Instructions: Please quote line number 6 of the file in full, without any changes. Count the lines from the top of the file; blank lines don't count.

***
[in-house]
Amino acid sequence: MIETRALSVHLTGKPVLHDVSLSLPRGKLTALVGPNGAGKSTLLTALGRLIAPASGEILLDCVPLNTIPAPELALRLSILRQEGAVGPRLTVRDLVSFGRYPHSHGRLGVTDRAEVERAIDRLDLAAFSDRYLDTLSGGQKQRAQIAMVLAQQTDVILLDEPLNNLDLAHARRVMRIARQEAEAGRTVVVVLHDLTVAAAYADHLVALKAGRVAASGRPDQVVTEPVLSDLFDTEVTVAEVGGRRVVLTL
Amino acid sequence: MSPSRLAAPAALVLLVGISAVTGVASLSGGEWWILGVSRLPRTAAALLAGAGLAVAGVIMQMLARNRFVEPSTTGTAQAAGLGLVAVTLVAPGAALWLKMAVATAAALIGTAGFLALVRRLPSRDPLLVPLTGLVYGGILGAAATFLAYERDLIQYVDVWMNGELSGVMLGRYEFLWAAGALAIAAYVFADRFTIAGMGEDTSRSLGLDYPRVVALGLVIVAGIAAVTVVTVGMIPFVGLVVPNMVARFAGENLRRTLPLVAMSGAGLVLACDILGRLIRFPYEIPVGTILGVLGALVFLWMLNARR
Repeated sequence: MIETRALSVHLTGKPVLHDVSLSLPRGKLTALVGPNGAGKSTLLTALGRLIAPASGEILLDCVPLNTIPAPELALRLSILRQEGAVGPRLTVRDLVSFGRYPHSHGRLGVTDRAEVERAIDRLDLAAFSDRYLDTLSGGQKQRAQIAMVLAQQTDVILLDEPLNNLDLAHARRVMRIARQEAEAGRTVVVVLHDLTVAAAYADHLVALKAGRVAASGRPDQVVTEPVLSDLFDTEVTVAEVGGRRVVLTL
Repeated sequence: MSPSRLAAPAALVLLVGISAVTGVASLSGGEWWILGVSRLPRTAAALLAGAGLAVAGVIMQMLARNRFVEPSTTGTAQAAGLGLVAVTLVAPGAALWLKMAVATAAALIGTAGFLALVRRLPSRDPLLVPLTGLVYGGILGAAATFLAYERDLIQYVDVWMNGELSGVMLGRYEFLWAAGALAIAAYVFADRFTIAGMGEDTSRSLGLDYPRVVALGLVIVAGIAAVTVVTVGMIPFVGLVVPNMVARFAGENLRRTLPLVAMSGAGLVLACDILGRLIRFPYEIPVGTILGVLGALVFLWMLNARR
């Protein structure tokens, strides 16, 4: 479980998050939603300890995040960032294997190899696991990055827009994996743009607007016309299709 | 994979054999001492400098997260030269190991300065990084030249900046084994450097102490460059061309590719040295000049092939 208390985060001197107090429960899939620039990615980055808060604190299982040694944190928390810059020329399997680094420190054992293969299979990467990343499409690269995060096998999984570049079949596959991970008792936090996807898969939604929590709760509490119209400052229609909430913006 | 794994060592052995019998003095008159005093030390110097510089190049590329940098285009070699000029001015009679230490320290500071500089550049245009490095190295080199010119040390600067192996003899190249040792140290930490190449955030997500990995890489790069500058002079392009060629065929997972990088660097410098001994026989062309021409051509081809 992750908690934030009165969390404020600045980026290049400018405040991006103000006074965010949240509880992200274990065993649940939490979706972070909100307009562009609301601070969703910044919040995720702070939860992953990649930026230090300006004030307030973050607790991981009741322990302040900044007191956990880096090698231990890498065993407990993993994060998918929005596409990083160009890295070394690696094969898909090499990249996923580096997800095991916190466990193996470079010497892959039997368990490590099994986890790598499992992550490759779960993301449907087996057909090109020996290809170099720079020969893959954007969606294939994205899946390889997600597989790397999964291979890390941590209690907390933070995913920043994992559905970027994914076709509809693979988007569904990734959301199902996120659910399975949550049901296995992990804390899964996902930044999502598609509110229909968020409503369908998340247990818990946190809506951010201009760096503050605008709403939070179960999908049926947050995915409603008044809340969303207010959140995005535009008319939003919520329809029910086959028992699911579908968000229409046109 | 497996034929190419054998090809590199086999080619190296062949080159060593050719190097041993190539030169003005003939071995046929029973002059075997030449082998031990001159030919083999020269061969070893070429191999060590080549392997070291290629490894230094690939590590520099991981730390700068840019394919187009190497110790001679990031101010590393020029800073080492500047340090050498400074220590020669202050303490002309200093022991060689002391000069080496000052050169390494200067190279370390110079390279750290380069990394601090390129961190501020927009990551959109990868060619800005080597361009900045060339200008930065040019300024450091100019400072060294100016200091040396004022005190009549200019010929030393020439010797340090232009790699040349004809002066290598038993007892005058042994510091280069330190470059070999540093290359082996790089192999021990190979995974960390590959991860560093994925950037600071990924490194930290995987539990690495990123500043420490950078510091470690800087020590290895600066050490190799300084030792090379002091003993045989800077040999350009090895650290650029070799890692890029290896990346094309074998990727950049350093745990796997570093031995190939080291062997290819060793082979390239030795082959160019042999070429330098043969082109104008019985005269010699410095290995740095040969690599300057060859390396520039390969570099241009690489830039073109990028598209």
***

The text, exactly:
């Protein structure tokens, strides 16, 4: 479980998050939603300890995040960032294997190899696991990055827009994996743009607007016309299709 | 994979054999001492400098997260030269190991300065990084030249900046084994450097102490460059061309590719040295000049092939 208390985060001197107090429960899939620039990615980055808060604190299982040694944190928390810059020329399997680094420190054992293969299979990467990343499409690269995060096998999984570049079949596959991970008792936090996807898969939604929590709760509490119209400052229609909430913006 | 794994060592052995019998003095008159005093030390110097510089190049590329940098285009070699000029001015009679230490320290500071500089550049245009490095190295080199010119040390600067192996003899190249040792140290930490190449955030997500990995890489790069500058002079392009060629065929997972990088660097410098001994026989062309021409051509081809 992750908690934030009165969390404020600045980026290049400018405040991006103000006074965010949240509880992200274990065993649940939490979706972070909100307009562009609301601070969703910044919040995720702070939860992953990649930026230090300006004030307030973050607790991981009741322990302040900044007191956990880096090698231990890498065993407990993993994060998918929005596409990083160009890295070394690696094969898909090499990249996923580096997800095991916190466990193996470079010497892959039997368990490590099994986890790598499992992550490759779960993301449907087996057909090109020996290809170099720079020969893959954007969606294939994205899946390889997600597989790397999964291979890390941590209690907390933070995913920043994992559905970027994914076709509809693979988007569904990734959301199902996120659910399975949550049901296995992990804390899964996902930044999502598609509110229909968020409503369908998340247990818990946190809506951010201009760096503050605008709403939070179960999908049926947050995915409603008044809340969303207010959140995005535009008319939003919520329809029910086959028992699911579908968000229409046109 | 497996034929190419054998090809590199086999080619190296062949080159060593050719190097041993190539030169003005003939071995046929029973002059075997030449082998031990001159030919083999020269061969070893070429191999060590080549392997070291290629490894230094690939590590520099991981730390700068840019394919187009190497110790001679990031101010590393020029800073080492500047340090050498400074220590020669202050303490002309200093022991060689002391000069080496000052050169390494200067190279370390110079390279750290380069990394601090390129961190501020927009990551959109990868060619800005080597361009900045060339200008930065040019300024450091100019400072060294100016200091040396004022005190009549200019010929030393020439010797340090232009790699040349004809002066290598038993007892005058042994510091280069330190470059070999540093290359082996790089192999021990190979995974960390590959991860560093994925950037600071990924490194930290995987539990690495990123500043420490950078510091470690800087020590290895600066050490190799300084030792090379002091003993045989800077040999350009090895650290650029070799890692890029290896990346094309074998990727950049350093745990796997570093031995190939080291062997290819060793082979390239030795082959160019042999070429330098043969082109104008019985005269010699410095290995740095040969690599300057060859390396520039390969570099241009690489830039073109990028598209």